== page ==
DETROW: Do you think that that's something that makes sense, scaling that back, at least when it comes to college sports?

KANG: Oh, yeah. Yeah, for sure. I think that sports gambling, if it's going to work, it just needs to be regulated a lot, like cigarettes were regulated. I think it should be legal, but I think there needs to be safeguards for teenagers and young people. I think there needs to be regulations on the amount of marketing that there can be, and I think there needs to be regulation on the types of bets that can be placed.

I had experience - I go to Las Vegas every March Madness first weekend. And, you know, I was placing a bet, and I saw that I could place a bet on whether a player at Colgate - right? - which is a tiny not basketball (ph) school in upstate New York, whether or not a guy on Colgate was going to score more than 12.5 points. And I was just like, this is, you know - doesn't feel right.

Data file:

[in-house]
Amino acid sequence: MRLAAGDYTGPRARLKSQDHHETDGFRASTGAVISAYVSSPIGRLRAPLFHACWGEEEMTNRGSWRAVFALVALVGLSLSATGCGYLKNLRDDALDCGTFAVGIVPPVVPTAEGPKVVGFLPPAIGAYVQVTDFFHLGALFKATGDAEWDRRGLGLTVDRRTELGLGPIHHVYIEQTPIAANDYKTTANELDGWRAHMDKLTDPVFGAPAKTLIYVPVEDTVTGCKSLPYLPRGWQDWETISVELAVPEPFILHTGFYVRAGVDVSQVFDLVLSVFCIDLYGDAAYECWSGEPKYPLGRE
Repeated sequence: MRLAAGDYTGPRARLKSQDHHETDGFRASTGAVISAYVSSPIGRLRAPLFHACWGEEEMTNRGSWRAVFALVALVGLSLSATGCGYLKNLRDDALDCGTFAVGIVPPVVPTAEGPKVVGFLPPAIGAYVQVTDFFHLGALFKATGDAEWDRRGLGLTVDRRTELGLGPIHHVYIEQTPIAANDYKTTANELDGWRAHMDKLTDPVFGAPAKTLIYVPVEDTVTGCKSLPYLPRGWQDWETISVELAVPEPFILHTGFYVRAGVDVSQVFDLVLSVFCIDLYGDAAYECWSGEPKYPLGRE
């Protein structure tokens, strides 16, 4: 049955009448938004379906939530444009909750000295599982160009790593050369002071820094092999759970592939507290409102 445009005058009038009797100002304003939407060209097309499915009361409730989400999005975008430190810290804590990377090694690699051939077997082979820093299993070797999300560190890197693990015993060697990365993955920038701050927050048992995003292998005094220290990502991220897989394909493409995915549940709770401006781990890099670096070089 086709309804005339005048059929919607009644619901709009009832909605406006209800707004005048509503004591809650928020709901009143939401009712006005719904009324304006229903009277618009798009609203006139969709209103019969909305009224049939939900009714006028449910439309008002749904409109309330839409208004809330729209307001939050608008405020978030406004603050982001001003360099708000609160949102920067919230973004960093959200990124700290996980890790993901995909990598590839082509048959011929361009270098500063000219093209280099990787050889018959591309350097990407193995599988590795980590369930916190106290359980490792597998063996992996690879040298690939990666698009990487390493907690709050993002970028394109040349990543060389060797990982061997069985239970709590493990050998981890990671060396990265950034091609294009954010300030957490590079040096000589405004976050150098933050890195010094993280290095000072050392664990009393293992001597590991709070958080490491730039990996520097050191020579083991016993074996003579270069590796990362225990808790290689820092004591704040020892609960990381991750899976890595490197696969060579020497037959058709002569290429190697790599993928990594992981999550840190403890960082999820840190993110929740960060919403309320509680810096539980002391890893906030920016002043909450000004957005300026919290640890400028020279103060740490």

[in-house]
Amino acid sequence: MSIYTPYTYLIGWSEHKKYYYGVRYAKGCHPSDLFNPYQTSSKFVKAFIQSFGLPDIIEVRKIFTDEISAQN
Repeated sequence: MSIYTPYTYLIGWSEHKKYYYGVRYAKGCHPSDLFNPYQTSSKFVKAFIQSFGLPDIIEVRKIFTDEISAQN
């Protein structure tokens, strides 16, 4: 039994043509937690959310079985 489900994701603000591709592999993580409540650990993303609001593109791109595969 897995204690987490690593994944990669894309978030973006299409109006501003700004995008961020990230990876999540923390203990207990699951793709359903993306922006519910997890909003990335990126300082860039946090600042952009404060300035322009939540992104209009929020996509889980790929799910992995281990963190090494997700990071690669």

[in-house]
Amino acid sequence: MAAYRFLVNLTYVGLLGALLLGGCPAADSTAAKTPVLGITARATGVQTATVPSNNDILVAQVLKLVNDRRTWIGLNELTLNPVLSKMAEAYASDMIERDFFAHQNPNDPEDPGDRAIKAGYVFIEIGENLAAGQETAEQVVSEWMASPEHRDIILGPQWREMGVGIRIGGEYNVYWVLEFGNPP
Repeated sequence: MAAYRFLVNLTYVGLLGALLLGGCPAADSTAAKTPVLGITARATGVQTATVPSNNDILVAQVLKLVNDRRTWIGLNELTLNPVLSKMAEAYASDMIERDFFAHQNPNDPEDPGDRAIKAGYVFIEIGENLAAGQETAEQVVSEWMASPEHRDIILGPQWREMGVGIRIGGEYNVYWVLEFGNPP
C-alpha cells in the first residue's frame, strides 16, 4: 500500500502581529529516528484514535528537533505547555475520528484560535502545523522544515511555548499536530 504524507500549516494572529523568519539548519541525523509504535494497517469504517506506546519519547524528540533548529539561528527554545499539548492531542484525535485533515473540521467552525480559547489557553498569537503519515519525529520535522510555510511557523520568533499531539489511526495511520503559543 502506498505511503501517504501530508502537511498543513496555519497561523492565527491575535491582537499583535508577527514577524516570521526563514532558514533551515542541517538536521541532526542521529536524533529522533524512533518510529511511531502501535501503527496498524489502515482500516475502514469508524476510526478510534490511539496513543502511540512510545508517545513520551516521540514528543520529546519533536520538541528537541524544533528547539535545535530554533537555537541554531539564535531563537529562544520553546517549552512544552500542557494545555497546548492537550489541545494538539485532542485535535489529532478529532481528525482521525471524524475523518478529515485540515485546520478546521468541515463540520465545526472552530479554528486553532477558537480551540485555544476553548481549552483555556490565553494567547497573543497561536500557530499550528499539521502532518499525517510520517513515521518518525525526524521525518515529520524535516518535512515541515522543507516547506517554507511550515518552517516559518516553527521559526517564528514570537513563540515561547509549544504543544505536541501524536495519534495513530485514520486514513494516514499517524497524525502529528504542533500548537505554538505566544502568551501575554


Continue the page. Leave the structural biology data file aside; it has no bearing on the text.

KANG: You know, like, the kid is not getting any benefit from this, right? And so really, like, what are we doing at this point, right? There needs to be some at least basic lip service or fealty plays towards some sort of integrity of these games. Like, we can't - we've gone well beyond the line of acceptability on some of this stuff, I think.

DETROW: I like that you described the first round Vegas scene as a bunch of self-aware dudes awkwardly in quarter-zip sweaters holding Bud Lights or something like that.

KANG: Oh, yeah.

DETROW: It was a pretty apt description.

KANG: Yeah. Yeah. I used to - when I was much younger, I used to look on those guys with a great deal of sadness. And now I realized that at the age of 44, I'm just one of them (laughter).


KANG: The younger version of me is looking at me being like, what is that dude doing here? (Laughter) He's trying to, you know, party it up, you know, go home to your kids. Yeah (laughter).

DETROW: That's Jay Caspian Kang, a staff writer at The New Yorker and in middle age, but that's OK. Thanks for joining us.

KANG: Yeah. Thank you. Transcript provided by NPR, Copyright NPR.

NPR transcripts are created on a rush deadline by an NPR contractor. This text may not be in its final form and may be updated or revised in the future. Accuracy and availability may vary. The authoritative record of NPR’s programming is the audio record.